Well, “everyday” for me. Yes, believe it or not, this is the first installment in yet another one of my series that never quite sees completion. I have no idea how, or if, this one ends, but it was inspired (or counter-inspired) by a footnote on the definition of “table” in Michael Huemer’s Ethical Intutionism (p. 280, footnote 6, keyed to text in chapter 8, around p. 201). Huemer is not responsible for my wholesale rejection of his views on this matter. But I’ll get to that disagreement in a future installment. This post is mere philosophical groundclearing for the construction of that forthcoming “promenade among the grandeurs of the mind.”*
Here, from the OR where I work, is a photo of a table.
A steel table with wheels. Note the glossy shine on the floor, btw. Guess who mopped it?
This object below, not far from the table–both in proximity and appearance–is a cart.
What’s the difference? Is there a difference that justifies calling the one thing a “table,” and the other thing a “cart”? Because rest assured, the one thing is called a “table,” and the other is called a “cart.” Indeed, my supervisor insists that “That is a table,” and “That is a cart” are truth-apt expressions, with the further implication (tacit, subtle, and yet fully real) that the table/cart distinction is not merely stipulative, but a fact about the furniture of the universe, or at least of the OR. It follows that if I’m asked to bring a table somewhere, and instead bring a cart (or vice versa), I will have done something wrong by his lights. And call me a brainwashed lackey of Late Capitalist Neoliberalism, but I agree with him. What on Earth is going on here?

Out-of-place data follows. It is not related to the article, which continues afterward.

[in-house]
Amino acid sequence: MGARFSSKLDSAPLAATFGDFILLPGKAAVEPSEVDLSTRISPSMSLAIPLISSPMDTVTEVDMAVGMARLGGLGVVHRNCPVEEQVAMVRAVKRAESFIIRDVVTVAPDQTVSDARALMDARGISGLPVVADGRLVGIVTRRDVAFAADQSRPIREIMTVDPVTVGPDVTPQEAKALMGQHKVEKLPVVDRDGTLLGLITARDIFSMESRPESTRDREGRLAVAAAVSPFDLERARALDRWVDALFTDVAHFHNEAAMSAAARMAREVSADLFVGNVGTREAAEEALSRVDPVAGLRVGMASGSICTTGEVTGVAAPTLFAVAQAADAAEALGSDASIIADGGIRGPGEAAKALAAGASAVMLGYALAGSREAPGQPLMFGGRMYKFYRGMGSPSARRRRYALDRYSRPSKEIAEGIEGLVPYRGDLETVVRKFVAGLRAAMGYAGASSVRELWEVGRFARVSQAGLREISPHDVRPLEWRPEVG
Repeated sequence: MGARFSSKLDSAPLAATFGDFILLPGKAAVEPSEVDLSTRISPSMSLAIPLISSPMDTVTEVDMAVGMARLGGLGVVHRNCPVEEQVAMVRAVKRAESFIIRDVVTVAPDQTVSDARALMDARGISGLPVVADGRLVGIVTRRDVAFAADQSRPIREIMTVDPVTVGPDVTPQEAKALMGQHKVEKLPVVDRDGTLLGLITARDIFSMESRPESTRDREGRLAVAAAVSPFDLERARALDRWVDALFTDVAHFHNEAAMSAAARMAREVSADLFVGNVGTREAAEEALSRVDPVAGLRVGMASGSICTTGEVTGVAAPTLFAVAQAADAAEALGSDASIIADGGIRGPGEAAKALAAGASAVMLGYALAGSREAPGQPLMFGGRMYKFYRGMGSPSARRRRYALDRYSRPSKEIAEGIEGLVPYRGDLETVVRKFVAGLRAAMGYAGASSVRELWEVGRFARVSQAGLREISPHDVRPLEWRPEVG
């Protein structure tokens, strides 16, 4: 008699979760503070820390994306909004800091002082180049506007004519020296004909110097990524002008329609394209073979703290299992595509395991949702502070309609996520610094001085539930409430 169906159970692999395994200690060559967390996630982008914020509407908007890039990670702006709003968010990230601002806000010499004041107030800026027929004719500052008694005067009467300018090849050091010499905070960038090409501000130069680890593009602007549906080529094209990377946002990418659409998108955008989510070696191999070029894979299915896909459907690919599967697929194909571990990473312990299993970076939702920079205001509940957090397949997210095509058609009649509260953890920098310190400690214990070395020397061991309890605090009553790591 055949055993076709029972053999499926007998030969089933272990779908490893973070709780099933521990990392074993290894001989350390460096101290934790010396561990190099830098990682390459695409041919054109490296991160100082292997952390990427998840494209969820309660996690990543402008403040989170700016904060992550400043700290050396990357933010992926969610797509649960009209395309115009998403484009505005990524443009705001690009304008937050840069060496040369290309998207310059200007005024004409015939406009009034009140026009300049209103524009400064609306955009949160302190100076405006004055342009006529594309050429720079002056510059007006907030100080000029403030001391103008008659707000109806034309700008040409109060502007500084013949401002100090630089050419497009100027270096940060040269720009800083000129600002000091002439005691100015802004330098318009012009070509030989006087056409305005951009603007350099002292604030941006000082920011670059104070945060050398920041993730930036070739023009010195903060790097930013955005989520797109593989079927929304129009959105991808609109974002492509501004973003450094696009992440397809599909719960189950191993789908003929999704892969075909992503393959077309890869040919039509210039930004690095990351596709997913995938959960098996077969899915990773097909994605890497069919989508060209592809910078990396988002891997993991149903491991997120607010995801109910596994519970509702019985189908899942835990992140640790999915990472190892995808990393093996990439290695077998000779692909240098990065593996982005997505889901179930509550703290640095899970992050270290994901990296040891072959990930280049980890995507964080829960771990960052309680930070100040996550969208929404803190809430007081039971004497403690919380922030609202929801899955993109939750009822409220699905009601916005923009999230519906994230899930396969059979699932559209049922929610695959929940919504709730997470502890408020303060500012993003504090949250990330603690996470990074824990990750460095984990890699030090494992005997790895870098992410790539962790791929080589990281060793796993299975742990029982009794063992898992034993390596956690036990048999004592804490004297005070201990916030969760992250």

Now, this is what’s known as a “fracture table.” It’s called a “table,” but it seems more like a big cart to me than a table. So I appeal to my readers: which is it? Cart? Or table? Or is there no right answer?
A fracture table, or perhaps a fracture “table”
Roderick Long (Philosophy, Auburn) has suggested (in a raging debate we’re having on Facebook) that a fracture table is a species of chaise lounge, but that doesn’t quite cohere with my intuitions. Offhand, I can’t think of anyone whose intuitions would cohere with that claim, but I admit to living a somewhat sheltered life.
Instead of tediously explaining what a fracture table is, I offer this video for your viewing pleasure. A few minutes’ viewing should be enough to get the main point across, unless you want a job setting fracture tables up in the OR, in which case I merely ask that you not take my job away from me, given the time and energy I’ve invested in it.
Yes, I’m actually writing a paper on this, and yes, it won’t be published in the Review of Metaphysics. But still. It’s the thought that counts.
All responses will be recorded for quality assurance purposes.
I’m kidding. All commenters will be mentioned in a footnote in my forthcoming paper that no one will ever publish or even read.
*Wallace Stevens, from “Esthetique du Mal.”